Frozen Assets raises more than $1,000,000 net since 2012!
With more than 6,000 visitors joining us at The Edgewater and on Lake Mendota, Frozen Assets raised more than $127,000 net for our lakes this year. THANK YOU to all of our sponsors, guests, volunteers, and event partners who made the festival and fundraiser a huge success!
Thank you to our presenting sponsor Lands’ End and to our platinum sponsor The Edgewater. Lands’ End provides critical funding and apparel to keep our staff and volunteers warm. The Edgewater and its staff were incredible hosts of the festival and fundraiser for the FIFTH year in a row!
Funds raised will be used to purchase easements for three miles of buffer strips, which help capture nutrient-rich runoff from farm fields before it enters our lakes. See some of the other projects we’ve been up to since our founding in 2010.
Keep reading for a recap of the event and respond to our survey below to give us feedback about how we can make next year even better!
Clean Lakes Alliance’s Frozen Assets Festival is ON!
Lake Mendota ice activities moved on land February 1st, 2nd, and 3rd
Madison’s favorite winter festival is moving forward with a full slate of activities scheduled for the first weekend of February at The Edgewater. Warm temperatures and a virtually snowless winter have left Lake Mendota’s ice cover in question for the February Frozen Assets Festival, presented by Lands’ End. But even if the ice is off, the FESTIVAL IS ON!
“Our number one goal every year is safety,” said Clean Lakes Alliance Executive Director James Tye. “We of course always want to be able to use Lake Mendota – our largest ‘frozen asset’ – for our festival, but we have a great partnership with The Edgewater allowing us to hold events even if a changing climate takes away our ice.”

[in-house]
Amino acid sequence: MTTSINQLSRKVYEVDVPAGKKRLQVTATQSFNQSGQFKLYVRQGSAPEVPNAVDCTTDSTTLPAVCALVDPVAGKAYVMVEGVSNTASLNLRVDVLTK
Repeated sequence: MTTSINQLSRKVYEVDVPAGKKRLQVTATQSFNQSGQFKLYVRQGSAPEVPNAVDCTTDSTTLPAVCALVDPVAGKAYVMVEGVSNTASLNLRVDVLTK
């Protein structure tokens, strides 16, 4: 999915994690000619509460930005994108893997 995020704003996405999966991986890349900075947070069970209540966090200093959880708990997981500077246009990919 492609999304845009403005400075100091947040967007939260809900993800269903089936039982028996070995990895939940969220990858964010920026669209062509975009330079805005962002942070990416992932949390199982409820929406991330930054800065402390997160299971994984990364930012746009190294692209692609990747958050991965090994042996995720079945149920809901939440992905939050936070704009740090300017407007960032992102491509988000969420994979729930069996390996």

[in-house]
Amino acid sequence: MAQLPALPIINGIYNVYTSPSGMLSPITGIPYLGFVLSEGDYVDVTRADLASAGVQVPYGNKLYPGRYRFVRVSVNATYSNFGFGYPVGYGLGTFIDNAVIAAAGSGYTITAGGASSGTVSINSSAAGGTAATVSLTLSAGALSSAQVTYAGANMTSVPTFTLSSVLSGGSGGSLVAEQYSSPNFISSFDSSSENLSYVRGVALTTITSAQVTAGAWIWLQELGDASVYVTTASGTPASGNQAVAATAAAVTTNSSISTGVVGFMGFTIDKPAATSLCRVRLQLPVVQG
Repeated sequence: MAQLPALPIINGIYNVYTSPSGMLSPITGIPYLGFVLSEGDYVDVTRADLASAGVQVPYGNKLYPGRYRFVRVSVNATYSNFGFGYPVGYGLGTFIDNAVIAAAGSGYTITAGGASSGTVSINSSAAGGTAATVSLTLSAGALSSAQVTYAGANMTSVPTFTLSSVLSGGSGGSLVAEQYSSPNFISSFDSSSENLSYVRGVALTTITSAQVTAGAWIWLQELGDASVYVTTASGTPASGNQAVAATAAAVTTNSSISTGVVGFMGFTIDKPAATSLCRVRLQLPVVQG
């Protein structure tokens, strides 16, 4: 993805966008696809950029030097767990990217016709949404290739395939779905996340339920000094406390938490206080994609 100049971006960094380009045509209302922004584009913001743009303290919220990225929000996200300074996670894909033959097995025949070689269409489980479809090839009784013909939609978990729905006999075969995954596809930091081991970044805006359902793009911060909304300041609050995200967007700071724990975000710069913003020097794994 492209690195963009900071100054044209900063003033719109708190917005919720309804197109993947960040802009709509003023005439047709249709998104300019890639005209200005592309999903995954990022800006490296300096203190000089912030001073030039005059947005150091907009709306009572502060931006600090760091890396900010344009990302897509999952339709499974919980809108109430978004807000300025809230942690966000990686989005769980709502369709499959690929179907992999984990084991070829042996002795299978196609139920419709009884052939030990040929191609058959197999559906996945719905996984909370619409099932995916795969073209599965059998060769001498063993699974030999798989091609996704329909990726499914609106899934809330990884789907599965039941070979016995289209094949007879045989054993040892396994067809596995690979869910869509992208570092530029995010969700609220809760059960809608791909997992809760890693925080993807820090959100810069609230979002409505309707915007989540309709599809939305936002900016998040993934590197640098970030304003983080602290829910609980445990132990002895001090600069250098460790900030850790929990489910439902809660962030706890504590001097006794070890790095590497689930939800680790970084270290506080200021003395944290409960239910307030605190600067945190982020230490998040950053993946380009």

Yahara Lakes Water Quality Monitoring – 2018 Results
From May to September, volunteers at piers and beaches around the five Yahara lakes measured near-shore water clarity, air and water temperature, and noted several visual observations. Visual observations included presence of algal blooms (green/blue-green), floating plant debris, swimmers, waterfowl, wave intensity, and general water appearance. Volunteers were asked to log condition reports at a twice weekly minimum on our website, Lakeforecast.org, where all data are updated in real time.
79 near-shore and 7 offshore monitoring stations on all five Yahara lakes (Figure 1)
Weekly off-shore measurement of Secchi depth on all five lakes
Measured temperature and dissolved oxygen profiles on all five lakes (seven sites total)
Weekly monitoring continued at all 25 public beaches
44% increase in number of condition reports from 2017 (Table 1)
Collected continuous near-shore temperature measurements at 17 sites on lakes Mendota, Monona, and Waubesa, and Kegonsa
Implemented E. coli sampling and cyanobacteria toxin testing pilots
Averaged 2.3 condition reports per site each week across all sites
Continued weekly Weekend Lake Reports with over 77,000 views on social media
Despite warm weather in Madison over the weekend, cool nights, light winds, and cold water helped Lake Mendota officially freeze on Saturday, December 15th. Lake Mendota, the largest lake in the Yahara Watershed, froze eight days after the smallest lake in the watershed, Lake Wingra, which officially froze on December 7th. Lake Monona officially froze on December 11th.
The Wisconsin State Climatology Office requires ice to hold for a period of 24 hours before a lake can officially be declared frozen over. After ice took shape this weekend, staff waited to see whether it would hold out through the warm daytime temperatures. The December 15th freeze date is 12 days ahead of last year’s December 27th freeze date, and a surprising five days ahead of the December 20th median freeze date. The latest freeze date for Lake Mendota was January 30th – which happened in the winter of 1932.
The Wisconsin State Climatology Office makes the official determination as to whether the lake is frozen. The climatologists use the same guidelines they have used for decades to determine whether the lakes are iced over. This allows for a continuity in data collection. Read more: Determining ice cover on Madison’s lakes.